There's a lot going on in the first two issues of Anders Nilsen's new graphic novel-in-progress Tongues. A black eagle plays chess with Prometheus before tearing out the chained god's liver. A young American ambles aimlessly through a Central Asian desert, a teddy bear strapped to his back. Stealing away from his lover's tower window, a youth morphs into a black swan and flies into the desert, where he consumes the tongue and throat of a murder victim sprawled in the sand. A little girl chats in Swahili about her assassination plans with a black chicken. (There are lots of black birds in Tongues). There's also some literal monkey business. It's all really beautiful stuff.

Like I said, there's a lot going on, but the comic never feels cramped nor frenetic. Nilsen's pace and perspective have a cinematic quality. Wide lens opening shots offer panorama views of a slightly surreal world. Tinged with a touch of mythic magic, Nilsen's mountains, deserts, and cities are a sliver removed from our own reality. Nilsen gives us bird's-eye views of this world, but we also get to see it from the ground up: a mercenary army on the move, a boy tripping and falling, lizards scuttling across the desert floor. Nilsen's clean, clear style depicts movement and perspective with a filmic quality that absorbs the reader's attention.

Tongues hums with a wonderfully unnatural naturalism. Nilsen foregrounds the minute movements of the animals who populate his world, giving his panels and pages a vivid reality. This patient technique pays off strange dividends. In one instance, a group of markhors climbs the mountain to which Prometheus is chained. Over a few pages, the condemned Titan converses with his friend and tormentor, the black eagle, who eventually tears out Prometheus's liver (a scene rendered in lovely and gory detail). The markhors then begin to lap the fresh gore from Prometheus's open wound. This motif of one animal eating from another repeats throughout Tongues, suggesting themes of consumption and absorption, as well as cycles of life, death, and rebirth.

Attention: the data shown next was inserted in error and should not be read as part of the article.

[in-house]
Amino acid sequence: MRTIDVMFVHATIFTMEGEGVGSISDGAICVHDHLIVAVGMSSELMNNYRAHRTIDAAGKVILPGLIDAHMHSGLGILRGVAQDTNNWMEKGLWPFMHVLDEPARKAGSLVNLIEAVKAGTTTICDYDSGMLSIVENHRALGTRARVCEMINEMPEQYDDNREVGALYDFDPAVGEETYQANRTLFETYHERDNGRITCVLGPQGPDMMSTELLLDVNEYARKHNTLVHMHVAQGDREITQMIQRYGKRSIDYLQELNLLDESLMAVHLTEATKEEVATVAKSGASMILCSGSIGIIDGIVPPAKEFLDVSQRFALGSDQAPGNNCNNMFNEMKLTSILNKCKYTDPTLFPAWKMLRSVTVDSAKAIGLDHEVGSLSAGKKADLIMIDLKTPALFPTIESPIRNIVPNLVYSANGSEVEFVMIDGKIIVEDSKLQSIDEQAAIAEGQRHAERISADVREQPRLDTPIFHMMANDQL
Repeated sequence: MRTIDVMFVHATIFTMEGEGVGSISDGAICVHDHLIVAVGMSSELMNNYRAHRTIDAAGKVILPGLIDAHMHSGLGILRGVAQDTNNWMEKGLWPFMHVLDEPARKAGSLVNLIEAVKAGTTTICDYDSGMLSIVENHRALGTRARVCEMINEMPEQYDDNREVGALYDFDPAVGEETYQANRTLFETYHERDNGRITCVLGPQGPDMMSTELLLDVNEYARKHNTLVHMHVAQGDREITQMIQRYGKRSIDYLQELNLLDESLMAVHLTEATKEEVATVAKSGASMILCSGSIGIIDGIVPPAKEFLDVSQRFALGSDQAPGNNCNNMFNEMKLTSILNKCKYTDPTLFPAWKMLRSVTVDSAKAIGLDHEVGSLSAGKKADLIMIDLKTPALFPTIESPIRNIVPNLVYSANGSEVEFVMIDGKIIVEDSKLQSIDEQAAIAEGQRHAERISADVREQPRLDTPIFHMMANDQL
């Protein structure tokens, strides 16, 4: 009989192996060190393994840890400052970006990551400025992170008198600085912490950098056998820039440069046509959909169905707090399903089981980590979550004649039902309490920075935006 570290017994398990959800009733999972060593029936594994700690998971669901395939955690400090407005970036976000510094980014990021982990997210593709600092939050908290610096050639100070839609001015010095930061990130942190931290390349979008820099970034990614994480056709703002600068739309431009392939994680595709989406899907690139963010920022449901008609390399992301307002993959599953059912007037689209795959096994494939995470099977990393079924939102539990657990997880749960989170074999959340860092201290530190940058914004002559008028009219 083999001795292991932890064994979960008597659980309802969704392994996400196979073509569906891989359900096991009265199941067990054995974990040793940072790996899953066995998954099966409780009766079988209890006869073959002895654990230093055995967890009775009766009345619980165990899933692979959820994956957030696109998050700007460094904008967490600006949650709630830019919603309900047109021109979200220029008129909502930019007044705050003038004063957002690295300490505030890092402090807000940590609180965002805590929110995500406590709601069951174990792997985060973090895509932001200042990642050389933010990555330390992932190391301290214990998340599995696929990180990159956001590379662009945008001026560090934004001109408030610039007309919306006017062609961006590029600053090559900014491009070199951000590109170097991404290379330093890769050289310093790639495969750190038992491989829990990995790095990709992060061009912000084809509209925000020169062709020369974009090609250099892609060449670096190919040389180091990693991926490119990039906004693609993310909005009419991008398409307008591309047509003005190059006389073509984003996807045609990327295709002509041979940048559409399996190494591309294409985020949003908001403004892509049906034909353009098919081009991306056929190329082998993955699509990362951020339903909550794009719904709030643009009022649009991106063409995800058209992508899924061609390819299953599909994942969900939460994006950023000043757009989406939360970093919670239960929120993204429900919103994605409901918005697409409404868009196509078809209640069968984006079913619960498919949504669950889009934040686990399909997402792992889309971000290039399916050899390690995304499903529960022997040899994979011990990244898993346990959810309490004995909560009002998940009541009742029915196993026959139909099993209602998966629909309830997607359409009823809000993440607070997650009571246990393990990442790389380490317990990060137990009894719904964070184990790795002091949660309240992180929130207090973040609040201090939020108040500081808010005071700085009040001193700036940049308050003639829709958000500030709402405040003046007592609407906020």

A fascinating sweep of pages early in the first issue of Tongues formalizes these themes of life and death. An ever-inventive draftsman, Nilsen renders the comic's border panels to approximate maps of a living body's organ system. Veins and arteries snake around the panels, intestines and nervous tissue wriggle about the page. At each page's core pulsates some key ingredient of mammalian life--a brain, a heart, lungs. A liver. The panels themselves, suggestive of organ cavities, show a dream version of Prometheus delivering a chthonic child from the fertile, mucky earth.

This chthonic child, born in a dream, appears to be Astrid, a mysterious assassin whose destiny seems wrapped up in a coming war that Prometheus and his pal the eagle drop hints about. Nilsen keeps his cards close to his chest in the first two issues of Tongues though. There's a clarity of vision here, but almost no exposition. Instead, we have to tease out the bigger plot lines from exchanges between characters. And Nilsen takes his time getting to those exchanges, allowing scenes to build slowly. Again, there's an attention to naturalism in Tongues that makes it a joy to simply inhabit--Nilsen's style is gorgeous. The intricacy of his illustration recalls Geof Darrow (without any cramped claustrophobia) or even Frank Miller's line work on Ronin, and the mythical tinting and muted, elegant coloring brings some of P. Craig Russell's work to mind.

It's more than just pretty to look at, of course. Nilsen's episodes bewilder and engage the reader, building to climaxes that are wryly humorous or downright sinister---and often both funny and sinister. Nilsen's inventive register in Tongues though shows an artist surpassing any anxiety of influence. We have here the promise of something original, strange, and engaging. I can't wait to see what happens next.